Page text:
The differential diagnosis of CSH may include a variety of conditions characterized by collections of large eosinophilic tumor cells (adult rhabdomyoma, granular cell tumor, and oncocytic neoplasms) or histiocytic aggregation (Langerhans cell histiocytosis, fibrous histiocytoma, xanthogranuloma, Gaucher’s disease, malakoplakia, and mycobacterial or fungal infection) [2-4,6]. However, considering the distinctive intracytoplasmic immunoglobulin crystal and gastric location, Russell body gastritis (RBG) may be the most difficult differential diagnosis. RBG is another rare entity characterized by aberrant immunoglobulin deposits in the stomach [11]. Unlike CSH consisting of predominantly histiocytes with crystallized immunoglobulin in the lysosome, RBG is composed of plasma cells with small condensed spherical immunoglobulin surrounded by endoplasmic reticulum membrane (called Mott cells) [12]. Besides histological picture displaying diffuse proliferation of large eosinophilic mononuclear cells in the lamina propria, RBG cases also share similar features, such as frequent kappa light chain restriction of accumulated immunoglobulin (43%) and strong association with H. pylori infection (67%) [11]. There were two cases of RBG related to lymphoplasmacytic neoplasm: one with concomitant MALT lymphoma and another with metachronous multiple myeloma three years after RBG diagnosis [13,14]. However, so far, RBG has been considered a unique inflammatory reaction rather than a paraneoplastic phenomenon. Thus, gastric CSH seems to be more significant than RBG in the aspect of association with lymphoproliferative disorder.
In conclusion, although CSH rarely manifests in the stomach, the recognition of CSH is important to initiate a clinical workup searching for the underlying neoplasm or associated cause. Therefore, once the diagnosis of CSH is rendered, pathologists have to provide prompt notification to the clinician. Sometimes, CSH can be so extensive as to obscure the concomitant neoplasm. Thus, pathologists should be aware of the detailed histological features of CSH to avoid misdiagnosis and also should have a high level of suspicion for the presence of accompanying lymphoproliferative disorder.


Ethics Statement

This study was approved by the Institutional Review Board of Inje University Ilsan Paik Hospital with a waiver of informed consent (IRB No. ISPAIK 2020-02-004) and performed in accordance with the principles of the Declaration of Helsinki.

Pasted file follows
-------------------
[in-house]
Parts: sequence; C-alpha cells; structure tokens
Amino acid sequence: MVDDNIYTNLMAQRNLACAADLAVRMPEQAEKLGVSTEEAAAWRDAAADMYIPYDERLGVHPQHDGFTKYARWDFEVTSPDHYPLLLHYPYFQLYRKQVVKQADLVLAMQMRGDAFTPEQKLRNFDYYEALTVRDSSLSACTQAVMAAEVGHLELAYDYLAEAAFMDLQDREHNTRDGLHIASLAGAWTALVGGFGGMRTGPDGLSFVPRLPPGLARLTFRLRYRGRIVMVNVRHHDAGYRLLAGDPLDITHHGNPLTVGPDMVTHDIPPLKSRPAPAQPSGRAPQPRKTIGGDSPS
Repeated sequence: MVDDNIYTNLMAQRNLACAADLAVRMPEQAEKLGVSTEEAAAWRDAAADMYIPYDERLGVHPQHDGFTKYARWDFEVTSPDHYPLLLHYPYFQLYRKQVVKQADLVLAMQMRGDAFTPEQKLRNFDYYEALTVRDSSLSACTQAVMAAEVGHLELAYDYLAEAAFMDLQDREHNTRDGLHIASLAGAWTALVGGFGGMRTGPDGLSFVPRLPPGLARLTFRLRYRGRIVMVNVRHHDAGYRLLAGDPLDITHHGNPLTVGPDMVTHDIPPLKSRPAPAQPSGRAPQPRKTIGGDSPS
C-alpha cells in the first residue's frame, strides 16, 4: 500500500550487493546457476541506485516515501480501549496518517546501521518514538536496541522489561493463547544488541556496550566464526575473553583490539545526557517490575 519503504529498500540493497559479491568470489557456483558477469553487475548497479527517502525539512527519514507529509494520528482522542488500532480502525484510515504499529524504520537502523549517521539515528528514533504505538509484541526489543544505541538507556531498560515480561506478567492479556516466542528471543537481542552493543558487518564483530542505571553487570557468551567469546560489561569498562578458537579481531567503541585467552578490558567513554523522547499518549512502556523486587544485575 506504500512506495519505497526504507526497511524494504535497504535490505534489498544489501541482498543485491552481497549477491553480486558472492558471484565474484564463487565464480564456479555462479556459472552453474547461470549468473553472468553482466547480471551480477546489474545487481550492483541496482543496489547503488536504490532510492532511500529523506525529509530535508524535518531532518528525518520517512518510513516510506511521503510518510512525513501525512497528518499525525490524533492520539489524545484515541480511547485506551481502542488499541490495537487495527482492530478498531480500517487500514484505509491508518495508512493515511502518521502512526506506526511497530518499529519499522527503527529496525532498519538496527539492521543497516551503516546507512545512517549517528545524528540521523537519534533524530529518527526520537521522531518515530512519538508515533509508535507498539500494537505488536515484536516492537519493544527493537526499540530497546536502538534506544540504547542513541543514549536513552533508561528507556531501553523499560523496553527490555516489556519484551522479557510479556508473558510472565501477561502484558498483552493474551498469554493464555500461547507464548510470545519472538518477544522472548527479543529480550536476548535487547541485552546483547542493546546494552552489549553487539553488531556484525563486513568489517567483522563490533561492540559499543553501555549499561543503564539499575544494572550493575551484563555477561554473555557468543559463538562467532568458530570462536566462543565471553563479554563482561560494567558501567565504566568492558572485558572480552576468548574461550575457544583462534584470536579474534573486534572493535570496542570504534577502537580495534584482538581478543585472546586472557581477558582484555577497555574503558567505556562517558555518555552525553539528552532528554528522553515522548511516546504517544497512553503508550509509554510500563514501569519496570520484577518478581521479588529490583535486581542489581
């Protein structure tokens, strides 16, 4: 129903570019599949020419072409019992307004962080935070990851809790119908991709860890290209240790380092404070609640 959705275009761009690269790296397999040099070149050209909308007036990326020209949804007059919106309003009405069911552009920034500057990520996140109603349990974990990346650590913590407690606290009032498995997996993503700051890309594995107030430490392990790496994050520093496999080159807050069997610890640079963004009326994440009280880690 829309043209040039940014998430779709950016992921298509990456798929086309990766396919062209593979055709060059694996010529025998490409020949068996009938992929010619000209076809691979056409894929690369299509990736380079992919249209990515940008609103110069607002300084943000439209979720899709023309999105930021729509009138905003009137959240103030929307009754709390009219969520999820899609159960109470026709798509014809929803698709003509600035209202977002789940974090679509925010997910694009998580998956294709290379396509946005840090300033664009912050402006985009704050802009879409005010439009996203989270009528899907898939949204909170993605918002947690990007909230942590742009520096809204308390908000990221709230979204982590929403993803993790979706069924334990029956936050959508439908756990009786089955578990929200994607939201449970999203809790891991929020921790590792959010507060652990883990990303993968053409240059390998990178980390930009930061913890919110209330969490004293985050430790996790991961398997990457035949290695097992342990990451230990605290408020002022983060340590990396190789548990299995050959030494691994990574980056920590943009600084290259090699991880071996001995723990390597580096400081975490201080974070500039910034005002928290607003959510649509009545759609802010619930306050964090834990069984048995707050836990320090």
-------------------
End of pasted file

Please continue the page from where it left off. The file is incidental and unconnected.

Author contributions

Conceptualization: MJ, NHK. Investigation: MJ. Visualization: MJ, NHK.

Writing—original draft: MJ. Writing—review & editing: MJ, NHK

Conflict of Interest

The authors declare that they have no potential conflicts of interest.


No funding to declare.

Fig. 1.
Esophagogastroduodenoscopy reveals an active ulcer surrounded by elevated hyperemic mucosa in the high body (A) and another flat erosive lesion showing hypertrophic folds and nodularity in the low body (B). (C, D) Microscopically, all the biopsy specimen demonstrates dense infiltration of large eosinophilic mononuclear cells and lymphocytes, along with remarkable decreases in gastric glands. (E) At higher magnification, infiltrating mononuclear cells are packed with eosinophilic, fibrillary, needle-like crystalloid inclusions displacing nuclei, which are different from Mott cells that have grape-like intracytoplasmic spherical inclusions (inset). (F) Immunohistochemically, both crystalstoring cells and lymphoplasma cells show kappa light chain restriction: they are positive for kappa (left) and negative for lambda (right) immunostains. (G) Atypical small- to intermediate-sized lymphoid cells infiltrate adjacent gastric glands to form a lymphoepithelial lesion, which are CD20-positive centrocyte-like cells (H).
Table 1.
Clinical and pathological findings of previously published cases of gastric crystal-storing histiocytosis in the English literature
Year Study Sex/Age (yr) Endoscopic finding Helicobacter pylori infection Associated neoplasm Ig light chain Follow-up data
1999 Jones et al. [1] F/35 NS NS Thymic lymphoma Polyclonal Persist
2006 Stewart and Spagnolo [7] M/82 Gastritis Yes No Lambda Died of unrelated cause
2006 Stewart and Spagnolo [7] M/81 Gastritis Yes No Insufficient No symptoms or lesion
2006 Stewart and Spagnolo [7] F/52 Erosion Yes No Lambda No symptoms or lesion
2007 Joo et al. [8] F/56 Polyps Yes No Polyclonal No residual lesion
2013 Yano et al. [9] F/55 Discoloration with granularity Yes No Polyclonal Alive without disease
2014 Vaid et al. [10] M/NS Discolored patch NS No Kappa No
2016 Kanagal-Shamanna et al. [4] M/43 Nodule NS MALT lymphoma Kappa Alive without disease
2016 Kanagal-Shamanna et al. [4] M/51 NS NS Multiple myeloma Lambda No
2018 Arnold et al. [6] a Discoloration with granularity Yes MALT lymphoma Kappa Persist
2018 Arnold et al. [6] a Discoloration with granularity Yes MALT lymphoma Kappa Persist
2018 Arnold et al. [6] a Malignant-appearing mass No Mantle cell lymphoma Lambda Died of lymphoma
2018 Arnold et al. [6] a Malignant-appearing mass No DLBCL Kappa Died of lymphoma
2020 Present case M/79 Ulcer, flat nodularity No MALT lymphoma Kappa No

F, female; NS, not stated; M, male; MALT, mucosa-associated lymphoid tissue; DLBCL, diffuse large B cell lymphoma.

a Including 2 females and 2 males with age range from 56 to 82.